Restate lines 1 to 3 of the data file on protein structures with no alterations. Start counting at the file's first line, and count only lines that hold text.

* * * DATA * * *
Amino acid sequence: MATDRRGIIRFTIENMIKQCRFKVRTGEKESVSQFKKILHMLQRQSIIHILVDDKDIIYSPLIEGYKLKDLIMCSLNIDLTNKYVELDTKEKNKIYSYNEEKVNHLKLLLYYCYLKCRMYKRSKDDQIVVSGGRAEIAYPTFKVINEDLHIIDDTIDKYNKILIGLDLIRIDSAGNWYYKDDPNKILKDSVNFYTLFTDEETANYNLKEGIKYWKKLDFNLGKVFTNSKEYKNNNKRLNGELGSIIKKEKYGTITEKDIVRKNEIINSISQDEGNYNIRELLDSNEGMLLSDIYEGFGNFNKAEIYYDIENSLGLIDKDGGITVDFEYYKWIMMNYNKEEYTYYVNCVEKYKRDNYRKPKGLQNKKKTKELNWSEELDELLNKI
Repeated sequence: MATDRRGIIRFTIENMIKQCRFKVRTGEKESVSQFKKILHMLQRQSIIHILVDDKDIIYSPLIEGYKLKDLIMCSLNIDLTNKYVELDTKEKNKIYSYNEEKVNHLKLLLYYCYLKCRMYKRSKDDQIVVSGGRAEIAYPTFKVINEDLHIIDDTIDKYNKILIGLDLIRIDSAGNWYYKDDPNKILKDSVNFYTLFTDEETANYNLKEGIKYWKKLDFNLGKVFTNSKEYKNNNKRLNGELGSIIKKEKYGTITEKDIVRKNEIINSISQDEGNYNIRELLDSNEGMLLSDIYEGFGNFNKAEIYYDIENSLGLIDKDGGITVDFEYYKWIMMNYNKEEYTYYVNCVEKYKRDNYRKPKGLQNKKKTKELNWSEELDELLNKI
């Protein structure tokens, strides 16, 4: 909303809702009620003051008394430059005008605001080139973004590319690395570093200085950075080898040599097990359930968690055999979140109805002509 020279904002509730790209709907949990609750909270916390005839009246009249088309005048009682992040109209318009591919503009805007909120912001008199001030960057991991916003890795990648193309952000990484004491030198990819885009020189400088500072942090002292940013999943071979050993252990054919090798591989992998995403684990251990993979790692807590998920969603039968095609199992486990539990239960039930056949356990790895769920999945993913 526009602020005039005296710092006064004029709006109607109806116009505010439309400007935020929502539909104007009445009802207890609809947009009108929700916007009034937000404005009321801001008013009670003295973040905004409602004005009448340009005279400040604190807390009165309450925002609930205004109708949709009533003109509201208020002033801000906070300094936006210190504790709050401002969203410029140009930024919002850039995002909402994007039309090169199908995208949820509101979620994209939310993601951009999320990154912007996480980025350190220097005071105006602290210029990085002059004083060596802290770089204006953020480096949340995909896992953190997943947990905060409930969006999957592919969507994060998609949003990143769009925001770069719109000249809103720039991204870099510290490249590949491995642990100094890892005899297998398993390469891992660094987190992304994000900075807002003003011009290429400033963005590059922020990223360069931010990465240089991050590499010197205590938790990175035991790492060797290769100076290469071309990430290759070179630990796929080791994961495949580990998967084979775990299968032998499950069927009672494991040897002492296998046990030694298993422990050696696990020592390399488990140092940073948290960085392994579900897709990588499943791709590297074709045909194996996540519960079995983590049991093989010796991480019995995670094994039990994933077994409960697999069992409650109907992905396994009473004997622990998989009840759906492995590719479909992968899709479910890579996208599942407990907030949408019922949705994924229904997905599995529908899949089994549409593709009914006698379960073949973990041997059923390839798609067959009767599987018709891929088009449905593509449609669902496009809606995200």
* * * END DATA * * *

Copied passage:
Amino acid sequence: MATDRRGIIRFTIENMIKQCRFKVRTGEKESVSQFKKILHMLQRQSIIHILVDDKDIIYSPLIEGYKLKDLIMCSLNIDLTNKYVELDTKEKNKIYSYNEEKVNHLKLLLYYCYLKCRMYKRSKDDQIVVSGGRAEIAYPTFKVINEDLHIIDDTIDKYNKILIGLDLIRIDSAGNWYYKDDPNKILKDSVNFYTLFTDEETANYNLKEGIKYWKKLDFNLGKVFTNSKEYKNNNKRLNGELGSIIKKEKYGTITEKDIVRKNEIINSISQDEGNYNIRELLDSNEGMLLSDIYEGFGNFNKAEIYYDIENSLGLIDKDGGITVDFEYYKWIMMNYNKEEYTYYVNCVEKYKRDNYRKPKGLQNKKKTKELNWSEELDELLNKI
Repeated sequence: MATDRRGIIRFTIENMIKQCRFKVRTGEKESVSQFKKILHMLQRQSIIHILVDDKDIIYSPLIEGYKLKDLIMCSLNIDLTNKYVELDTKEKNKIYSYNEEKVNHLKLLLYYCYLKCRMYKRSKDDQIVVSGGRAEIAYPTFKVINEDLHIIDDTIDKYNKILIGLDLIRIDSAGNWYYKDDPNKILKDSVNFYTLFTDEETANYNLKEGIKYWKKLDFNLGKVFTNSKEYKNNNKRLNGELGSIIKKEKYGTITEKDIVRKNEIINSISQDEGNYNIRELLDSNEGMLLSDIYEGFGNFNKAEIYYDIENSLGLIDKDGGITVDFEYYKWIMMNYNKEEYTYYVNCVEKYKRDNYRKPKGLQNKKKTKELNWSEELDELLNKI
């Protein structure tokens, strides 16, 4: 909303809702009620003051008394430059005008605001080139973004590319690395570093200085950075080898040599097990359930968690055999979140109805002509 020279904002509730790209709907949990609750909270916390005839009246009249088309005048009682992040109209318009591919503009805007909120912001008199001030960057991991916003890795990648193309952000990484004491030198990819885009020189400088500072942090002292940013999943071979050993252990054919090798591989992998995403684990251990993979790692807590998920969603039968095609199992486990539990239960039930056949356990790895769920999945993913 526009602020005039005296710092006064004029709006109607109806116009505010439309400007935020929502539909104007009445009802207890609809947009009108929700916007009034937000404005009321801001008013009670003295973040905004409602004005009448340009005279400040604190807390009165309450925002609930205004109708949709009533003109509201208020002033801000906070300094936006210190504790709050401002969203410029140009930024919002850039995002909402994007039309090169199908995208949820509101979620994209939310993601951009999320990154912007996480980025350190220097005071105006602290210029990085002059004083060596802290770089204006953020480096949340995909896992953190997943947990905060409930969006999957592919969507994060998609949003990143769009925001770069719109000249809103720039991204870099510290490249590949491995642990100094890892005899297998398993390469891992660094987190992304994000900075807002003003011009290429400033963005590059922020990223360069931010990465240089991050590499010197205590938790990175035991790492060797290769100076290469071309990430290759070179630990796929080791994961495949580990998967084979775990299968032998499950069927009672494991040897002492296998046990030694298993422990050696696990020592390399488990140092940073948290960085392994579900897709990588499943791709590297074709045909194996996540519960079995983590049991093989010796991480019995995670094994039990994933077994409960697999069992409650109907992905396994009473004997622990998989009840759906492995590719479909992968899709479910890579996208599942407990907030949408019922949705994924229904997905599995529908899949089994549409593709009914006698379960073949973990041997059923390839798609067959009767599987018709891929088009449905593509449609669902496009809606995200």